According to the Etymological Dictionary of Biblical Hebrew, page 110. All brackets containing words are my expansion of their abbreviations; brackets containing ellipsis are skipping the examples provided, as they are irrelevant to the question. Italics are from the quote itself.
ירא: fear; call to constant attention
[explanation/commentary]: 1: fearing; being anxious of enemies [...] 2: being awesome [...] 3: being aware of a presence [...] 4: directing [...]
And further down on the page:
ירה: cast; shoot
[explanation/commentary]: 1: casting towards a particular place [...] 2: shooting at a target [...] 3: overthrowing by proxy [...] 4: early pelting rain [...]
So according to R’ Hirsch, teaching is not from either of these roots. It’s actually from the root הרה, page 61. (Boldface is mine.)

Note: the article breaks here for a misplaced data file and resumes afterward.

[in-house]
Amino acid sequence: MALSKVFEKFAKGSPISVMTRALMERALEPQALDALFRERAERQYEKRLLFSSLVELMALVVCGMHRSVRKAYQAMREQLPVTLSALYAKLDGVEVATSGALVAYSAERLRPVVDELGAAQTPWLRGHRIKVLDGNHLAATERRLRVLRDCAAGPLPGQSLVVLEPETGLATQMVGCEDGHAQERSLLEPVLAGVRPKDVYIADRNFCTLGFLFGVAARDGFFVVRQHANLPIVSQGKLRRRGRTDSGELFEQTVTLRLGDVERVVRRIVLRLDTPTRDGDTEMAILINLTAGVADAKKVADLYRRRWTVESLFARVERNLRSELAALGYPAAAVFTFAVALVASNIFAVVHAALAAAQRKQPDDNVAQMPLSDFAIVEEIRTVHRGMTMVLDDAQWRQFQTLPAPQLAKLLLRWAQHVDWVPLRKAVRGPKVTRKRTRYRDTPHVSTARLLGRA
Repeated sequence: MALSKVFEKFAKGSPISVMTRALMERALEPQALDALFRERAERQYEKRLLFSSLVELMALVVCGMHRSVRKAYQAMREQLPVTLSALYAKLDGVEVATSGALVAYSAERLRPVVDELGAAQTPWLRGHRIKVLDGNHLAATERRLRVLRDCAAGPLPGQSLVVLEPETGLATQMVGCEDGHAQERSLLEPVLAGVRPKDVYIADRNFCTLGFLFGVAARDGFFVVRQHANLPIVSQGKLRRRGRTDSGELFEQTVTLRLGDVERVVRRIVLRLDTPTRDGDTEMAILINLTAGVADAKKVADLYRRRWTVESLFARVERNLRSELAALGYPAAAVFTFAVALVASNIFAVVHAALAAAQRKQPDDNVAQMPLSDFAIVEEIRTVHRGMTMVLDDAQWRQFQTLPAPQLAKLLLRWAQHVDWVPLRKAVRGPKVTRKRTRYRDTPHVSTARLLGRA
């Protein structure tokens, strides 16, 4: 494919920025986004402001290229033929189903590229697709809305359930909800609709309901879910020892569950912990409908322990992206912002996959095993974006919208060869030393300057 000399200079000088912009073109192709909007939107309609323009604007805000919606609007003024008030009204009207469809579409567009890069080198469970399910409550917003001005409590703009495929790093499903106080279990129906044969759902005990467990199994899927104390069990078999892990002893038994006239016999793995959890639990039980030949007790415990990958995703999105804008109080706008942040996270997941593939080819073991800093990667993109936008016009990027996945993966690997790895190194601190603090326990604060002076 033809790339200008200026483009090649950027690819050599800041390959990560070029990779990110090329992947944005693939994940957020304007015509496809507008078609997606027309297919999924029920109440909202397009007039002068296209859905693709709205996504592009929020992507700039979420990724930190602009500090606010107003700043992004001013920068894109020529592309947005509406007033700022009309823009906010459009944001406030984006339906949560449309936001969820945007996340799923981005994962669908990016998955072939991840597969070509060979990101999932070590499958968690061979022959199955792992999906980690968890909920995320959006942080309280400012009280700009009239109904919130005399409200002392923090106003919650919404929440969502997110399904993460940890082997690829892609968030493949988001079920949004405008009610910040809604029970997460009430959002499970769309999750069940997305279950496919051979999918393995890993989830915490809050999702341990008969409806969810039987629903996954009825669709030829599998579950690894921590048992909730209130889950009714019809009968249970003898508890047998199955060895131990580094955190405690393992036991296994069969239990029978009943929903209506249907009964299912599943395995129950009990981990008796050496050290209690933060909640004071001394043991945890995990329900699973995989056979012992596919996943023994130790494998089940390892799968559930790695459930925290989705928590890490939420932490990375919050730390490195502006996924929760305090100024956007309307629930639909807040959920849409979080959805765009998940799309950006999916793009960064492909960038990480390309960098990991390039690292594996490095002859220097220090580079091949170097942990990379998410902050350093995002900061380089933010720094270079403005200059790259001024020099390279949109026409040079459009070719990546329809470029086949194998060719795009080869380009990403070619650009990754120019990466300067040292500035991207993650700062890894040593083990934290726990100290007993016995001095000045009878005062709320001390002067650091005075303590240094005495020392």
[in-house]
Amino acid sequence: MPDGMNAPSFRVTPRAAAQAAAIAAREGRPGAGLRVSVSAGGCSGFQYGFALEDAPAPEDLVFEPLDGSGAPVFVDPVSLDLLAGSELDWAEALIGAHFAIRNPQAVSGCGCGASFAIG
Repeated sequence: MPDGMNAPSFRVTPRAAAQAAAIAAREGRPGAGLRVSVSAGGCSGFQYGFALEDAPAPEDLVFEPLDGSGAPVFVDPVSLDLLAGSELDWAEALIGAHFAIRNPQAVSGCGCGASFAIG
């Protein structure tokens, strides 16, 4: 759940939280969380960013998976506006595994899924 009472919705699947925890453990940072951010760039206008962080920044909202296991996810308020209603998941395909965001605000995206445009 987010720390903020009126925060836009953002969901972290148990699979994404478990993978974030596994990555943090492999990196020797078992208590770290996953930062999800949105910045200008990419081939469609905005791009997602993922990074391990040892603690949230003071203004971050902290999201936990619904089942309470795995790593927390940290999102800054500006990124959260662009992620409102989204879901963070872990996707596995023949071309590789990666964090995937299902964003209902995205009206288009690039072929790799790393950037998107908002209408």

הרה: implant and absorb seed
[explanation/commentary]: 1: conceiving; becoming pregnant [...] 2: teaching; implanting seeds of knowledge ([Exodus] 4:12 והוריתי אשר תדבר also [Genesis] 26:5, [Exodus] 26:36, [Psalms] 9:21) 3: parent [...] 4: source of instruction ([Genesis] 22:2 אל ארץ המוריה)
Thus, הוראה and להורות, according to R’ Hirsch are, in fact, not from ירה or ירא at all.
However, that wasn’t the question. The question was if ירה and ירא are connected, and the answer is yes. R’ Hirsch is big on this sort of thing, and the dictionary provides a list of related roots. From the first of the above cited entries:
[cognate meaning]: limit activity [...] ירה cast
As explained on pages 293-294, words that share letters from similar parts of the mouth are related, where the letters toward the left are more “intense” than the ones on the right:
Gutturals: ע -ה -א -ח
Palatals: ג -י -כ -ק
Dentals: ד -ת -ט -ל -נ
Labials: ו -ב -פ -מ
Sibilants: ר -ז -שׂ/ס -שׁ -צ
So while both ירה and ירא describe limiting activity (fear, casting away), ירה limits it less so than ירא. In order, the full group is ירה, then גרע, then כרע, then קרע, then ירח, then ירא, and finally, the most limiting, גרה.